Document myself a better programmer what have you been drinking!? My code is self documenting you might say but hear me out and let me tell you about something that might motivate you to write better and more extensive documentation.
Programming are by far one of the most fun things I know how to do, and on the same page documenting my code might be one of the most boring things right after watching pain dry, still it has to be done and quite frankly since I hate poorly documented projects it would be rather hypocritical of me not to do it.
The love for writing code and my dismay of documenting means that the way I have been working for 20+ years now (although at the age of seven, since I copied everything from books and noticed what the code did I would like to argue it was rather well documented – I just could not read the language it was documented in!) is to first have fun and write the code and then be bored and unmotivated while I quickly scan through the code throwing in comments and documenting what it did. But.. a few years ago I decided this had to stop, I decided to become a master at documenting my code (famous last words) – and while the road has not been straight forward this is what I found.
Documenting your code early makes the documentation and the code a lot better!
When you stop writing code often with the code fresh in your mind it’s easy to see that this will add clarity to the documentation but I have also noticed a great improvement to my code. The code is improving greatly because when you go back to document a function or algorithm you see a way to make it faster, better or just more readable (not to mention all the bugs that you find and fix).
Administrating old code months after you wrote it becomes a lot easier!
If you don’t write down how your code works you will take it in the shorts the day you have to go back and administer old code, if you are a private company it could very well be what breaks your company when you have to spend long non billable hours digging through code just to make a bug fix or small change documentation can very well be what saves you in the end. When you write the documentation from the start it is also easier to bring new developers or testers up to speed.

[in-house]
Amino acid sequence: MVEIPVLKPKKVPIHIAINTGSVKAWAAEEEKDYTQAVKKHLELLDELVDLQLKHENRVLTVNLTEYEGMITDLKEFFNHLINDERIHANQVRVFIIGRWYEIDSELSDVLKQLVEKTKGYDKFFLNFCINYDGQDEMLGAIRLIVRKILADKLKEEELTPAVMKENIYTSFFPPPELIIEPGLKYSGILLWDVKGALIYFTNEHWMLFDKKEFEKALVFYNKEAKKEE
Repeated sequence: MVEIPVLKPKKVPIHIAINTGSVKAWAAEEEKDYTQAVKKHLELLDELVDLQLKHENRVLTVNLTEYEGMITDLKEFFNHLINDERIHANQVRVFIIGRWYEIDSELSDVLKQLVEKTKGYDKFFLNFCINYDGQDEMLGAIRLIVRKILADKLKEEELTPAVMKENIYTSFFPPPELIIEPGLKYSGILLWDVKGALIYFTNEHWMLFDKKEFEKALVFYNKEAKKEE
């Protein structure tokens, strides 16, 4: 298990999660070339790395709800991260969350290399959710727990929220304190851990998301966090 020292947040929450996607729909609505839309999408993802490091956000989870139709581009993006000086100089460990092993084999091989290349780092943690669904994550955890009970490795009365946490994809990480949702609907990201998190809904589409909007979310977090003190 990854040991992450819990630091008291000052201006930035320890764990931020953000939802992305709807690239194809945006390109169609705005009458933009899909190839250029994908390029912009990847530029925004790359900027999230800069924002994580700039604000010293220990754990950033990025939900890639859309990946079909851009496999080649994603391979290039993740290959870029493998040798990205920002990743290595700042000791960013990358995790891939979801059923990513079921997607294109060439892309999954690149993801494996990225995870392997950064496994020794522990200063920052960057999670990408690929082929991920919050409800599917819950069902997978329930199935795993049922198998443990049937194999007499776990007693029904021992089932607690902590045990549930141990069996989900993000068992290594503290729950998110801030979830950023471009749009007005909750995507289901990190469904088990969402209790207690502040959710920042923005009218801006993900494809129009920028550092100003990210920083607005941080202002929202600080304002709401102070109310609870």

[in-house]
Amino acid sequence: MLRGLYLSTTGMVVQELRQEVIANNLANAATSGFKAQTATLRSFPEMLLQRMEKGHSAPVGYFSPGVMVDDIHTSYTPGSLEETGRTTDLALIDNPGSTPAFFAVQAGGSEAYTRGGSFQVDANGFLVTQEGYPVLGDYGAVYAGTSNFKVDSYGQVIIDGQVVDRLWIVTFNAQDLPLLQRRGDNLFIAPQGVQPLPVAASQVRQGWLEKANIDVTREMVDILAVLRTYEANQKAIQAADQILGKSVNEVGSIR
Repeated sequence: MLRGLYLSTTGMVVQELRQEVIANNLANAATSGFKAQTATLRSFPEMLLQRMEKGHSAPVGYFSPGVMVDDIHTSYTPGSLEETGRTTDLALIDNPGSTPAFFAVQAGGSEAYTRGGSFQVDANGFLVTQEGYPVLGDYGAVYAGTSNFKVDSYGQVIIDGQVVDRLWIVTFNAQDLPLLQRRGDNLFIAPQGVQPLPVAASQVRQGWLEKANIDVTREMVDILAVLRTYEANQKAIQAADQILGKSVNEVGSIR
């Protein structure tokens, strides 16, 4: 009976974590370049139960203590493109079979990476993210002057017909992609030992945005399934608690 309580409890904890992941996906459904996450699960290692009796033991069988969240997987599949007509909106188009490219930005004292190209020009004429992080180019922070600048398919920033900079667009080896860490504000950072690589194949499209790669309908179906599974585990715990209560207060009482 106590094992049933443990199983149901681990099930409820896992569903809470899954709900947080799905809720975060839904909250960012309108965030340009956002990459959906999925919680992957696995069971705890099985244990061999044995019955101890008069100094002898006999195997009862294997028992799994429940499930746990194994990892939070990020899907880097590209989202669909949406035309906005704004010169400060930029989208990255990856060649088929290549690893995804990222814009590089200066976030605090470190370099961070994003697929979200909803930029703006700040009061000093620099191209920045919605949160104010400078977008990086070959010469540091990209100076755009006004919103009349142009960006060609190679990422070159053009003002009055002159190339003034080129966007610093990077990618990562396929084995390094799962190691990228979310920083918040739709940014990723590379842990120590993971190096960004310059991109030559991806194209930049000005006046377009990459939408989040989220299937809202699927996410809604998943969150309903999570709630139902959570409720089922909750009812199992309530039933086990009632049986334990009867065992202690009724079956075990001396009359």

Considering the costs, especially if you are utilizing specialized testers from a consulting firm. If they can come in from the start with a few hours of reading understand what is requested and how far you have gone they can very quickly become productive members of an agile team, if they have to wait until the product is done to find the bugs (yes they will find bugs get over it) it will delay shipping, make it much harder to fix the bugs and increase costs so documenting early and often saves money!
You will know how the requirements have changed over time.
If the super sleek and innovative system you once wrote is now slow and filled with fixes that makes it a night-mare to administrate it might be easy to blame the developers for not making the job right, good documentation may show that the customer have changed the specifications more often then the coders ate pizza and requested more unspecified features then a greedy kid on Christmas eave, at the very least it will point to were the costumer and the programmers understanding of the product differed and be a tool to discuss and reason around.
How do you and your company work with documentation, have you made any changes from the regular ways of documenting code and how is that working out for you? Please leave a comment!